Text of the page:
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Think Different

Could it be that this year's crop of summer movies requires a brain cell or two?

Hulk Hey, brother! Whatcha gonna do when the largest arms in the world run wild on you? Wait, wrong Hulk. No middle-aged wrestler's biceps can measure up to those of the 15-foot CGI creation who runs roughshod over San Francisco in this comic-book adaptation. Audiences will be lured in by lovely Jennifer Connelly and the promise of "Hulk smash!" but director Ang Lee hopes they'll stay for a story line he likens more to classic tragedy. Wait'll you see the mutated "Hulk dogs." Eric Bana, who did mood swings to perfection in Chopper, stars as alter ego Bruce Banner. (Universal)

Capturing the FriedmansThis documentary follows the dissolution of a seemingly typical family, after the arrest of father and son and subsequent ostracism of the clan by the local community. But all was not as it seemed, and as the filmmakers took a closer look, disturbing questions were raised. (Magnolia)

Charlie's Angels: Full ThrottleThe genius of director McG's first Charlie's Angels was that it had something for almost everyone: girls kicking ass for the ladies, fetishistic costume changes for the guys, self-satire for the hip ironists, Tom Green for those who prefer less subtle humor, Crispin Glover for the weirdos, et cetera. It was a movie that made no apologies for its junk food consistency, and neither does the new one, by the looks of things. Green and Bill Murray are gone, but instead we get Bernie Mac and, uh, Demi Moore. (Sony)

Legally Blonde 2: Red, White and BlondeEverybody's…um…favorite frilly Harvard Law School grad is back. Reese Witherspoon dons the pink and heads to Washington to fight for animal rights. Obviously, she begins by removing all animal products from the craft service tables and catering trucks, and serving her Chihuahua vegan dog food. (MGM)

Sinbad: Legend of the Seven SeasEverybody's favorite public domain Iraqi hero returns as a two-dimensional caricature voiced, natch, by Brad Pitt. Catherine Zeta-Jones voices the feisty sidekick chick and Michelle Pfeiffer the incongruous Greek goddess Eris. This is DreamWorks's only contribution to the summer screen. (DreamWorks)

Terminator 3: Rise of the MachinesArnie's back, or something like that. Probably doesn't do the "nude Terminator" thing anymore, though. Anyway, as the T-850 Terminator, he once again helps save humankind from those awful machines taking over the planet. Begging help are 18-year-old John Connor (Nick Stahl) and his girlfriend (Claire Danes), who are being hunted by femme fatale "Terminatrix" Kristanna Loken. Franchise creator James Cameron didn't need the money, so Jonathan Mostow (U-571) directs. One question: Why don't the humans send back Robert Patrick to save everyone this time? Just curious. (Warner Bros.)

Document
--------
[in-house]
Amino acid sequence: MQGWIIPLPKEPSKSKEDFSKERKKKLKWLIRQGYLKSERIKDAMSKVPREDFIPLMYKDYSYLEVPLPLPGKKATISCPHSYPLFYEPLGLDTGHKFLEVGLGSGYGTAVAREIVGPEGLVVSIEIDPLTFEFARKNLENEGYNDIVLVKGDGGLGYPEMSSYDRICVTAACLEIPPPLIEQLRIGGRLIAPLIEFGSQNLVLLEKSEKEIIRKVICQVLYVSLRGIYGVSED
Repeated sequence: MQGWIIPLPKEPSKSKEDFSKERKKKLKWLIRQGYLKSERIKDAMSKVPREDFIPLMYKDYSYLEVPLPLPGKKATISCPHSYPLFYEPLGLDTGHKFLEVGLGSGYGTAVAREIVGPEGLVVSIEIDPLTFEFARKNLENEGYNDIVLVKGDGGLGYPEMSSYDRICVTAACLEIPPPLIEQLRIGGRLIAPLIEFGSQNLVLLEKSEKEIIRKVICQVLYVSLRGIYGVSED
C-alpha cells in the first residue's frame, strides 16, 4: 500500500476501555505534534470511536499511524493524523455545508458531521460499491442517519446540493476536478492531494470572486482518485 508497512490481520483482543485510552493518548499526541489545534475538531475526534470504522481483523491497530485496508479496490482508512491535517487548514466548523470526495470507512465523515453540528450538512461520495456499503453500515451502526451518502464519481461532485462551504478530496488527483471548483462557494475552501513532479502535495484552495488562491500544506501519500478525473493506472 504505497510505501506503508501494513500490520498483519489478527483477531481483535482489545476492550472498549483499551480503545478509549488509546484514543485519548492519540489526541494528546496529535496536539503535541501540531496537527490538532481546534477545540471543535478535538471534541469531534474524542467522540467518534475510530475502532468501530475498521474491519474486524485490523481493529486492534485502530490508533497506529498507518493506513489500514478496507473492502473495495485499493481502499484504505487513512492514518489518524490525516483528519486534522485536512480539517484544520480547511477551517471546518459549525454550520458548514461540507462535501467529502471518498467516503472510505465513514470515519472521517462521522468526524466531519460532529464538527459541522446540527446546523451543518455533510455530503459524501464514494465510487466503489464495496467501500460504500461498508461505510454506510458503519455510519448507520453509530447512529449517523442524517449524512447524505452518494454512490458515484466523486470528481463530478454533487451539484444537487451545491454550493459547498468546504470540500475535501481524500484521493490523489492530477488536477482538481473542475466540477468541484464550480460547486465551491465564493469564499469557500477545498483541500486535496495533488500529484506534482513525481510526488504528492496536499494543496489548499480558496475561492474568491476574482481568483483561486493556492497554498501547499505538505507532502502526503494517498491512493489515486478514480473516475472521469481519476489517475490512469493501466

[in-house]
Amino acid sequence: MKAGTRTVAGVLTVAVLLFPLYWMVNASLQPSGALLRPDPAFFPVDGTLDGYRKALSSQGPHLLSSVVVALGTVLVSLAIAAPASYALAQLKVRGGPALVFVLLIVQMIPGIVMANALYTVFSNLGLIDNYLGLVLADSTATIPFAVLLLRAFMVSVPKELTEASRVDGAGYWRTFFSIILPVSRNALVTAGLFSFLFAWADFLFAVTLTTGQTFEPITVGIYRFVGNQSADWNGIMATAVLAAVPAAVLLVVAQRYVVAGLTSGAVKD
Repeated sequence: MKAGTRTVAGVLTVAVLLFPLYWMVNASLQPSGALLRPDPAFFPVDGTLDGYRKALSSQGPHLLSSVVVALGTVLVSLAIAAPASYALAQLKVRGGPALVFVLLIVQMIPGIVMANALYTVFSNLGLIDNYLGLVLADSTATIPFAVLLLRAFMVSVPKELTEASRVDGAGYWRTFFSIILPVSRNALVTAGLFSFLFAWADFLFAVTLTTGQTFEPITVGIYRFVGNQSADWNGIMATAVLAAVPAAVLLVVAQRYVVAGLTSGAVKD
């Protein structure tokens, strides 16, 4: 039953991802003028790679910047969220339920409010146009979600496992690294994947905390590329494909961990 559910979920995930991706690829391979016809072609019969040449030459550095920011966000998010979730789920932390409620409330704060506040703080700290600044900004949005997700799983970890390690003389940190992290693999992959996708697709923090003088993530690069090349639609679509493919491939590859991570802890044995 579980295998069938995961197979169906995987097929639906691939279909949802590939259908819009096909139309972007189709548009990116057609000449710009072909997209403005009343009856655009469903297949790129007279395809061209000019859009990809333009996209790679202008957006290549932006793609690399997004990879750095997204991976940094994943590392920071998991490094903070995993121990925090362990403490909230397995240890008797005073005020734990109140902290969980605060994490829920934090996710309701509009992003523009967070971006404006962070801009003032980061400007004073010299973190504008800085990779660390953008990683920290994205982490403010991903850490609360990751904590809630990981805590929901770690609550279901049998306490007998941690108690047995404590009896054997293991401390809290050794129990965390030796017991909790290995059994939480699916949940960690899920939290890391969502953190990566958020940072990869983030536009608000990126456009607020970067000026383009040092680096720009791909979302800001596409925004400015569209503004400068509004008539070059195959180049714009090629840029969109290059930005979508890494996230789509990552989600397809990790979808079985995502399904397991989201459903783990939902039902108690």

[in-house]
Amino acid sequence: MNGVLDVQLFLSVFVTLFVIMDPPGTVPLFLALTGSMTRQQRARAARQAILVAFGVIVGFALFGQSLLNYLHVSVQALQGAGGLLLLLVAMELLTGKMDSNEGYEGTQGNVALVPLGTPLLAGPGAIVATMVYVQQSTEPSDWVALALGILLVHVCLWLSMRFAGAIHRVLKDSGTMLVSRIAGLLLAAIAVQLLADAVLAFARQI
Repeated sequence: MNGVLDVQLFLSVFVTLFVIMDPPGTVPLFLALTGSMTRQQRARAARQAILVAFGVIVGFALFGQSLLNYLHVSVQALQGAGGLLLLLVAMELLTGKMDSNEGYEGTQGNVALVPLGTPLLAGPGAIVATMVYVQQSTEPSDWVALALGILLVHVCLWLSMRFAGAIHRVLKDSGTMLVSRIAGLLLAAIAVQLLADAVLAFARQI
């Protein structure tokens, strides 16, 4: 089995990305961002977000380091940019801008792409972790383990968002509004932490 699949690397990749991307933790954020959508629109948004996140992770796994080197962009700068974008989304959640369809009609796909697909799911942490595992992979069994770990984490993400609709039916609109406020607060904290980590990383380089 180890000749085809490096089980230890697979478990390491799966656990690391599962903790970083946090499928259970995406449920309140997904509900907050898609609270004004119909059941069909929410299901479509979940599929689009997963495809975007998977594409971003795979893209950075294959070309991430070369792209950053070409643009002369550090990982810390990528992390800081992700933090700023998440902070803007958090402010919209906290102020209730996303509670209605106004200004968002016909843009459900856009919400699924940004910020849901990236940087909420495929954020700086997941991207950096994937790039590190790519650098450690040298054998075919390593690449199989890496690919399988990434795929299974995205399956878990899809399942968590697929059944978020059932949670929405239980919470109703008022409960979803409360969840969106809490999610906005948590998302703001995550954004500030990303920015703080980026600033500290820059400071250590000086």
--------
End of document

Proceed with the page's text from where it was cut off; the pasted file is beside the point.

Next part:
Pirates of the Caribbean: The Curse of the Black PearlSometimes a sure thing at the box office isn't necessarily nauseatingly trite. This romp from director Gore Verbinski (The Ring) looks adventurous, atmospheric and -- Geoffrey Rush excluded -- generally sex-ay. For sale is one Orlando Bloom (The Lord of the Rings) as a lad who must team up with thickly eyelinered pirate Johnny Depp to save Keira Knightley (Bend It Like Beckham) from bad pirate Rush. Based on the Disney ride, produced by Jerry Bruckheimer, and certain to earn a doubloon or two. (Disney)

The League of Extraordinary Gentlemen Apparently Sean Connery plays fictional adventurer Allan Quatermain here, and apparently he absolutely hated working with director Steven Norrington (Blade). Nonetheless, the movie got made, based on Alan Moore's zesty graphic novel, based in turn on classic characters such as Dr. Jekyll (Jason Flemyng), Captain Nemo (Naseeruddin Shah) and Dracula's Mina Harker (Peta Wilson). Takes place in Victorian England, thus -- like Fox's other Moore adaptation, From Hell -- shot in Prague. (Fox)

Bad Boys II At long last, Michael Bay has come to his senses and quit with the Ben Affleck PG-13 crap. The original Bad Boys didn't get much love from critics, but it didn't need it -- this one doesn't look like it could use the help either. Will Smith and Martin Lawrence are back as mismatched cops, with Gabrielle Union replacing Téa Leoni as the potential love interest (good call!) and a supporting cast that includes Joe Pantoliano, Henry Rollins and Peter Stormare. (Sony)

Lara Croft Tomb Raider: The Cradle of LifeNow that she's gotten over the loss of Daddy Dearest, maybe Ms. Croft (Angelina Jolie) can get back to shooting stuff, jumping off things and running afoul of armored primates made of stone. Jan DeBont takes over the directorial reins of this latest adventure, which sees Lara in Africa, looking for Pandora's Box (wait, wasn't Pandora Greek? Does it matter?). (Paramount)

Seabiscuit Tobey Maguire takes time out from slinging webs and wooing the daughter of a high-ranking Universal executive to pretend he's short enough to jockey a horse. Gary Ross (Pleasantville) takes on the novel by Laura Hillenbrand about the titular racehorse and the joy it brought to the country during the Great Depression. (Universal)

Spy Kids 3-D: Game Over Robert Rodriguez returns to his beloved adventure franchise for the third time in as many years. Young spy Alexa Vega gets caught in a virtual-reality video game designed by the evil Sylvester Stallone and must be saved by her brother Daryl Sabara, and probably their parents Antonio Banderas and Carla Gugino. With Salma Hayek and Ricardo Montalban, thank goodness. (Dimension)

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